A boil water notice is in place for Queenstown and Frankton, as officials work to find the source of a cryptosporidium outbreak.
The parasite can infect people through faeces, and can also be transmitted through water supplies. However no clear link has been established yet between the 15 confirmed cases so far.
The SMC asked experts to comment.
Professor Bruce Russell, Parasitologist, University of Otago, comments:
“This gut parasite (not a virus or bacteria) spreads when people consume water or food that is contaminated by animal poo containing the infective cryptosporidium oocyst. The infective stage of the Cryptosporidium parasite is resistant to chorine treatment, but boiling water will kill these stages.
“This outbreak is not unexpected. This preventable disease is one of the most important (yet neglected) causes of gastro in NZ. We get around 500-1000 cases every year, and around 10% need hospitalisation. The highest rates of Cryptosporidium are seen in South Canterbury, Southern, Taranaki and Waikato DHBs.
“If cryptosporidium is in Queenstown and Frankton’s water, it could take until the end of lambing season, or November, for the water supply to return to normal.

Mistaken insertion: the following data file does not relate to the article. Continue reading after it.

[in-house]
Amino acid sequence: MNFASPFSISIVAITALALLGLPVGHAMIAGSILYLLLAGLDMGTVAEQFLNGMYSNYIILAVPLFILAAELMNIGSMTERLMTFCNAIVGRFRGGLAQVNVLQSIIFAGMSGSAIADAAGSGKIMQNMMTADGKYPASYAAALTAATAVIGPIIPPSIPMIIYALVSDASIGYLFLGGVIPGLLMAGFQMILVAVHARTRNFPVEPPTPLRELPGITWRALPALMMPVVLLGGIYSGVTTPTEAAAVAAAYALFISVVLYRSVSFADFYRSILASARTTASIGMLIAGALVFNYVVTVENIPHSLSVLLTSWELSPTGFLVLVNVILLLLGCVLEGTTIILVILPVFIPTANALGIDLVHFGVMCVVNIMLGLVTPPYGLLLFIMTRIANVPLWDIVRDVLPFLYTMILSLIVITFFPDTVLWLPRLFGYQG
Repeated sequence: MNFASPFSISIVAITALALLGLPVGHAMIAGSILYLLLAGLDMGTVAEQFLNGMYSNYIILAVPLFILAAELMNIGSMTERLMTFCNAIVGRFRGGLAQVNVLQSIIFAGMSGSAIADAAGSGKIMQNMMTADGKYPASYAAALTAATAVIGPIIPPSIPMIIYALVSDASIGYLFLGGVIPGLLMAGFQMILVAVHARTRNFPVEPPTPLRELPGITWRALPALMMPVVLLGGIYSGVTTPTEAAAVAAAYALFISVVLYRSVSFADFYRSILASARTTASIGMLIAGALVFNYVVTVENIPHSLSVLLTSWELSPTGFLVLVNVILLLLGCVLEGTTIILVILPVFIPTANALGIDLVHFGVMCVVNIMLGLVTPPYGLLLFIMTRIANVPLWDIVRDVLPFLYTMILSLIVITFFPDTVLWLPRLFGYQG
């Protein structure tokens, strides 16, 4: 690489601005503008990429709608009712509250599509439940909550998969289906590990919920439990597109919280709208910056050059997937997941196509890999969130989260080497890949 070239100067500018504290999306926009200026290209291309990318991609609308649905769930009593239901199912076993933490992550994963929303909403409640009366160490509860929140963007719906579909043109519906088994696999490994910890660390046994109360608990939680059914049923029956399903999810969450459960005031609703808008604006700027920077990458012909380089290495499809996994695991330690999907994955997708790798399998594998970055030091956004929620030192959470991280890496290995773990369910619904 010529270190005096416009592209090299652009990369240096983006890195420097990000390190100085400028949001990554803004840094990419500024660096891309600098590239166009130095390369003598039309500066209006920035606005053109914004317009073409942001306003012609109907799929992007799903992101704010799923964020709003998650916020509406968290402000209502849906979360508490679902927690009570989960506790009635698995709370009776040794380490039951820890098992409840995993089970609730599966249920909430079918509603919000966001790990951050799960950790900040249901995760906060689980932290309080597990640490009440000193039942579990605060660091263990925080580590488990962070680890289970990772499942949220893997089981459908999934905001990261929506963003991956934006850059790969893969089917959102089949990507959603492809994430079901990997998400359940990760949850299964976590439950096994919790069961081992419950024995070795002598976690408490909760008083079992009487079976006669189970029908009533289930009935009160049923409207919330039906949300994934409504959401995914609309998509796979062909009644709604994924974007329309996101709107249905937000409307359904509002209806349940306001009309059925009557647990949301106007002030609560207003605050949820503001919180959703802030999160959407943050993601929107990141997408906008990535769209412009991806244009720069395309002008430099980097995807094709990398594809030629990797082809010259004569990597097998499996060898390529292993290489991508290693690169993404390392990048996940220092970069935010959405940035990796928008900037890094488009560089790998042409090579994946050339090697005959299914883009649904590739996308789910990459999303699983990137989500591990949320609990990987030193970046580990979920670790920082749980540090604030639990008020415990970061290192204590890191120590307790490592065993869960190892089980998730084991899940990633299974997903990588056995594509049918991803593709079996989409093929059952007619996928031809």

“Our lab has tried to get funding since 2018 to tackle these problems with no major successes. Our lab will close at the end of this year. We are the only lab in the southern hemisphere which can screen drugs targeting cryptosporidium, and only one of three in the world that can do this.
“There are no vaccines or registered drugs for Cryptosporidium. We use supportive care, or IV fluids in severe cases.”
No conflict of interest.
Anthony Pita, Laboratory Technician, Massey University, comments:
“Cryptosporidium can be transmitted via waterways by faecal contamination from animals and humans. The parasite can be passed from person to person through the fecal-oral route.
“Two or more cases linked to a common source is classified as an outbreak. With a boil water notice in place this should mitigate the risk of further infection if the source is in the water supply, but household transmission of the disease is possible. The largest Cryptosporidium
“It could be a major problem if Cryptosporidium is the water supply, and existing treatment barriers are not sufficient to remove the organisms. Note that Chlorine treatment is not effective against removing Cryptosporidium.
“This outbreak has not yet been definitively linked to water supplies, but after the 2016 Havelock North Campylobacter outbreak there have been numerous changes to the drinking water regulations as well as the health systems. Neither Taumata Arowai nor Te Whatu Ora existed in 2016. However, since Covid-19 we have also seen fewer outbreaks, so from a detection and response perspective, this will be an interesting test case.”
No conflict of interest declared.